Great writing is iterative
So many of us have this habit of romanticizing great writing.
We dream of the genius writers sitting alone at their desks, sipping on a cappuccino as the perfect words flow from their minds through their hands and onto the page.
And so, when we sit down for our own writing, this is the image we’re seeking to emulate.
Romanticizing great writing is harmful for a couple reasons:
- It makes us feel as if we can’t write great works because we’re not the same kind of genius.
- We’re set up for failure because we think great writing should come so easily.
Great writing is hard. Great writing is work.
And great writing is iterative. It comes in steps.
Study the habits of great writers enough and you’ll probably read or hear the point that the secret to great writing is rewriting. That’s right: Your first draft is probably not going to be on par with the idea of the genius writer in your head.
So you’re going to have to write and write and write again. AKA rewrite.
Structuring for iterative writing
I recently started a new job as a marketing specialist at an IT support firm. Our first order of business is to revamp our website.
We’ve already established a basic framework for our new website. But now we need some copy.
Time to put on the writer hat.
I don’t want to let perfectionism get in the way of good ideas.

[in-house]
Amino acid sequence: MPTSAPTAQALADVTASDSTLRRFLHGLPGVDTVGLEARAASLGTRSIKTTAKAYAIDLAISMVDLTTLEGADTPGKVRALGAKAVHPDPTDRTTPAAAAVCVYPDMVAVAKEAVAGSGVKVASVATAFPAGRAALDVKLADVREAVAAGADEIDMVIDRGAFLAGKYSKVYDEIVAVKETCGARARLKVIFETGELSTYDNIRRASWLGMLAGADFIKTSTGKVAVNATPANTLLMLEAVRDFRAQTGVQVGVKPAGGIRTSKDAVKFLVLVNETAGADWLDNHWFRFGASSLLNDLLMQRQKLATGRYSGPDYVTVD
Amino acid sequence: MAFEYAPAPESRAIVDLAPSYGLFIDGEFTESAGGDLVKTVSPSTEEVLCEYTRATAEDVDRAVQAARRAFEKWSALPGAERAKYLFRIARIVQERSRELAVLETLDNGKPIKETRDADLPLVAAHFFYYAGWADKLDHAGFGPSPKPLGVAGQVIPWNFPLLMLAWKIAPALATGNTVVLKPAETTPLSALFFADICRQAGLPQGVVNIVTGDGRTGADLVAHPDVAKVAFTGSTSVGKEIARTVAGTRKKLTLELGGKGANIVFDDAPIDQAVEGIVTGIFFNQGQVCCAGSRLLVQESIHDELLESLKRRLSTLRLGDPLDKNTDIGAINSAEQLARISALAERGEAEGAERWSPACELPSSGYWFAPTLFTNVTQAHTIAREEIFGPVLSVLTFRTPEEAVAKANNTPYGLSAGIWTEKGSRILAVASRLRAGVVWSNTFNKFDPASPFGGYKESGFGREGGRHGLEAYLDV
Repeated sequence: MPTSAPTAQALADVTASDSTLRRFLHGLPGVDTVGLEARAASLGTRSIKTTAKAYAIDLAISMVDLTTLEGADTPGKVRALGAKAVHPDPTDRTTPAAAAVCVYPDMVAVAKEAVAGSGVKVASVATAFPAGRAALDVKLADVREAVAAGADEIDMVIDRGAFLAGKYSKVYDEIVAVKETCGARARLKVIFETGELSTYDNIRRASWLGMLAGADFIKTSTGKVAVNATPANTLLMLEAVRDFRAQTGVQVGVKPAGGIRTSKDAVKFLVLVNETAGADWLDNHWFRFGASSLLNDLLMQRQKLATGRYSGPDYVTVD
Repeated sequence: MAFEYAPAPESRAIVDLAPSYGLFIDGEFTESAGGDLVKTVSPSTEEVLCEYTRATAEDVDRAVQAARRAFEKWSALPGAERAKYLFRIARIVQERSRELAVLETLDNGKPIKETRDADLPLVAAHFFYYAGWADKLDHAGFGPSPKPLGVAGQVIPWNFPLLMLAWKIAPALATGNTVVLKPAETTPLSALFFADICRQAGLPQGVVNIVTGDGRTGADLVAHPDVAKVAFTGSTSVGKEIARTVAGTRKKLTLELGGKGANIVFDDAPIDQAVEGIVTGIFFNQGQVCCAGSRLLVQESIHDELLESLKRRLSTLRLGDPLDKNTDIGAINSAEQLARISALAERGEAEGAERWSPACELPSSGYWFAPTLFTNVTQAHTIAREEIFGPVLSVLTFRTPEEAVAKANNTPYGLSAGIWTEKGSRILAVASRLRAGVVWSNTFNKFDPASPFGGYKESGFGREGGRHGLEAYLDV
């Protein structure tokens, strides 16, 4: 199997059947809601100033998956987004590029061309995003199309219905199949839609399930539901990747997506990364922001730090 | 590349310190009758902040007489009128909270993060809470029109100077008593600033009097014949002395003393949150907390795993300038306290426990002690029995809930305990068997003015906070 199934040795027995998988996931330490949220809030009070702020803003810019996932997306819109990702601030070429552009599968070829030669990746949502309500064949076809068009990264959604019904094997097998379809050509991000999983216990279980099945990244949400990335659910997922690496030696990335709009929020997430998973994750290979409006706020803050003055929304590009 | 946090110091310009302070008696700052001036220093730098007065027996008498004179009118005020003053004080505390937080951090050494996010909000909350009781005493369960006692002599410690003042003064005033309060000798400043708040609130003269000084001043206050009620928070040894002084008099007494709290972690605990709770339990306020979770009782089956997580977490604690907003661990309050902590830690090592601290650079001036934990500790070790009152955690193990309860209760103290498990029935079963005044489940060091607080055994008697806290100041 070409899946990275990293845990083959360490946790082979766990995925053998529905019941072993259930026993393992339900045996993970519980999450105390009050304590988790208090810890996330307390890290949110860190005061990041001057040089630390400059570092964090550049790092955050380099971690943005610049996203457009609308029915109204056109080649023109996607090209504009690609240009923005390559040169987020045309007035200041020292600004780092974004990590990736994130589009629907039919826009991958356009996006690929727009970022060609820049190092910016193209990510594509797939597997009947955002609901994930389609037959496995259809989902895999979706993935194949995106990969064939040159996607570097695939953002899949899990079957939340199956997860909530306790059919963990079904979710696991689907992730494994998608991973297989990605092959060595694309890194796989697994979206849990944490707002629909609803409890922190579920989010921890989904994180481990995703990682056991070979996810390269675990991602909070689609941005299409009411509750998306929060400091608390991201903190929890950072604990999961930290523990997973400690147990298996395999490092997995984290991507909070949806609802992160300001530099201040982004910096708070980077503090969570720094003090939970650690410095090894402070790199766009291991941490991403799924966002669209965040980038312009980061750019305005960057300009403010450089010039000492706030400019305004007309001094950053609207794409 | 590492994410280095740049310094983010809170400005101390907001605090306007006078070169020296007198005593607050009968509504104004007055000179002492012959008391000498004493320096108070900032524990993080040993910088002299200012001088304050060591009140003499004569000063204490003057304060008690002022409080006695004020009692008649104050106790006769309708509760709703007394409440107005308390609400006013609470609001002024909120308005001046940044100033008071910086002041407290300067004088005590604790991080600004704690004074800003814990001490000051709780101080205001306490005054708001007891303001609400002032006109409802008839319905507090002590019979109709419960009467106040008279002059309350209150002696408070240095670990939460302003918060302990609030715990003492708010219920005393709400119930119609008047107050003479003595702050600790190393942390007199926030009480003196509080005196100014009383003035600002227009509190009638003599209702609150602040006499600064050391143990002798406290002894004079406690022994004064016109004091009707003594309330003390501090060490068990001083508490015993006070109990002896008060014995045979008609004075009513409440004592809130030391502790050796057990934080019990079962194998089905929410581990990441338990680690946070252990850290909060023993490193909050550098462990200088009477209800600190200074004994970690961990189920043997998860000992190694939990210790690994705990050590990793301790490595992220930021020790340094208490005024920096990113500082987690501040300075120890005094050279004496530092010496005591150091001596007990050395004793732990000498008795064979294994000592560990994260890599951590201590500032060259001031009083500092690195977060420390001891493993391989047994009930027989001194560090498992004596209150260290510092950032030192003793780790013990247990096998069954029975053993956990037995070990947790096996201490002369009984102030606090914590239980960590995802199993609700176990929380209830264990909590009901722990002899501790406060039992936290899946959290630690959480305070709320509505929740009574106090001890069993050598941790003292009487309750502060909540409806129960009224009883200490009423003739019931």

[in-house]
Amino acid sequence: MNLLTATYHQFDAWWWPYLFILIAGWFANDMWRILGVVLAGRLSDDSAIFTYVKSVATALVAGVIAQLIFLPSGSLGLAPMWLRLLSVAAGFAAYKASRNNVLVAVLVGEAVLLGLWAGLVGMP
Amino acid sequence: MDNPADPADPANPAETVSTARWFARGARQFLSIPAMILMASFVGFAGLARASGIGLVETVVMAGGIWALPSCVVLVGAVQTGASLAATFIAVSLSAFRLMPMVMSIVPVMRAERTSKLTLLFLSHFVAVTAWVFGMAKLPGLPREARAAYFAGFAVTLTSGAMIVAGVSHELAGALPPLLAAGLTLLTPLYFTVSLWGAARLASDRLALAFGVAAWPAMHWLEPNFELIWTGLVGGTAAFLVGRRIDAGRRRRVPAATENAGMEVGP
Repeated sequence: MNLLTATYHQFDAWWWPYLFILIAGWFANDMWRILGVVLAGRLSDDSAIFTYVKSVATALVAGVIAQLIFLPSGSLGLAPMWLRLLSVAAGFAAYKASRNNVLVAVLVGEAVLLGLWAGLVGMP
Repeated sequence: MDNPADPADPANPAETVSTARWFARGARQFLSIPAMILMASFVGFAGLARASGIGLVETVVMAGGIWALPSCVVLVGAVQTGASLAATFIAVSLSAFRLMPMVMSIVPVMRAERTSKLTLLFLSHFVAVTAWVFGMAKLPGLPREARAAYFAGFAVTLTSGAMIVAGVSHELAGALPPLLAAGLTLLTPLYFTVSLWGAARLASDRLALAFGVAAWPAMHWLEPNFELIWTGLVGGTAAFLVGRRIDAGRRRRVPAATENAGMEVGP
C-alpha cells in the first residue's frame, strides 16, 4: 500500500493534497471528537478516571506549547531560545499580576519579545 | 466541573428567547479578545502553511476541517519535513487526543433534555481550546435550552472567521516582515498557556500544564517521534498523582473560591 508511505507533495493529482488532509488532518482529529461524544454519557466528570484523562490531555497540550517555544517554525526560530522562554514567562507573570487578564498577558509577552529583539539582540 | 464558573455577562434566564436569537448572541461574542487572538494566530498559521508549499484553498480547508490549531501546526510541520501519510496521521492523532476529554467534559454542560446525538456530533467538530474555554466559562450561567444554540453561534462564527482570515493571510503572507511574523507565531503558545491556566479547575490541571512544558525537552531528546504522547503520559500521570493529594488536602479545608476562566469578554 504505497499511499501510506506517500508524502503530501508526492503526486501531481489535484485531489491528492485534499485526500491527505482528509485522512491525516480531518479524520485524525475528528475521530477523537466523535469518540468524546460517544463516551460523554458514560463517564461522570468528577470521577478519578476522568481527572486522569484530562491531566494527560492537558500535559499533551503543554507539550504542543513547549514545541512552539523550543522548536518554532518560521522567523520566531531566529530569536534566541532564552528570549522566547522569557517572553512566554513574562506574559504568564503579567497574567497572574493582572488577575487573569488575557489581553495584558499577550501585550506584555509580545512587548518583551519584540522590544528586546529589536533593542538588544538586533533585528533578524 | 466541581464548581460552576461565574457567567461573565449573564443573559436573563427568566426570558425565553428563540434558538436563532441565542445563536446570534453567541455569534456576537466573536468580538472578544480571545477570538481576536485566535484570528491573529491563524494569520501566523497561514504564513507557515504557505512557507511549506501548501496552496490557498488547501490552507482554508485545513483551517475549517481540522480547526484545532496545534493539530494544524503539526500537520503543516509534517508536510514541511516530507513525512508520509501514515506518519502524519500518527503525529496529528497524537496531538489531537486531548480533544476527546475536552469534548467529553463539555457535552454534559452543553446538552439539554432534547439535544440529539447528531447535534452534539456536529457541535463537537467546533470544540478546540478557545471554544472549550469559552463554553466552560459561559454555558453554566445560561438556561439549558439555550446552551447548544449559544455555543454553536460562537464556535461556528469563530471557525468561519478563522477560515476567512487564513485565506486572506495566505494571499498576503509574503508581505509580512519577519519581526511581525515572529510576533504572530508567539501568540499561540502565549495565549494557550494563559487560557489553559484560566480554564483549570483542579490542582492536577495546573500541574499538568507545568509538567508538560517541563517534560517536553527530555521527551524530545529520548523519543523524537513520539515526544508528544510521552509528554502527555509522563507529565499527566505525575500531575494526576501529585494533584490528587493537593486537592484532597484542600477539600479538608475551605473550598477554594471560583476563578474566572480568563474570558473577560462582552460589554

So I’ve started with a scrap file.
Originally I started writing in Notepad on Windows. Then I moved to using Markdown in Visual Studio Code.
Then my boss said he wanted to see my ideas and collaborate, so I migrated the scrap file to Microsoft OneNote.
All of that to say you can structure for iterative writing in a variety of apps. Doing so doesn’t require any technical ability. Instead, doing so requires the proper mindset.
I have three main topics I’m juggling and trying to write copy for.
So I’ve structured my scrap file as follows:
- Topic 1
- Subtopic 1.1
- Subtopic 1.2
- Topic 2
- Subtopic 2.1
- Subtopic 2.2
- Topic 3
- Subtopic 3.1
- Subtopic 3.2
As ideas pop into my head, I simply sort them underneath the appropriate topic or subtopic.
“Unorganized” is just what it sounds like—that’s where I keep the ideas I can’t quite find a home for yet. Or maybe they pertain to parts I’m not writing for yet.
This is not the time to focus on one thing and one thing only.
This is the time to let ideas flow. I don’t want to reject what may be a good idea because it doesn’t fit at the moment.
Don’t worry too much about structure and the final product. Save formatting for the end.
Besides, finding the perfect font before you start is not going to help your writing.
This is not the time to be precious about your writing.
Why iterative writing works
Iterative writing sets up more realistic expectations.
By demystifying the writing process and seeing how it really works, I can acknowledge that anything I put into my scrap file will likely need a ton of polish to have any chance of making it onto the launched website.
I now know that my writing needs to start with an ideation phase, where I’m free to throw everything at the wall and see what sticks.
And from there, I’ll work through a series of rewrites until I feel I have something worthy of publishing.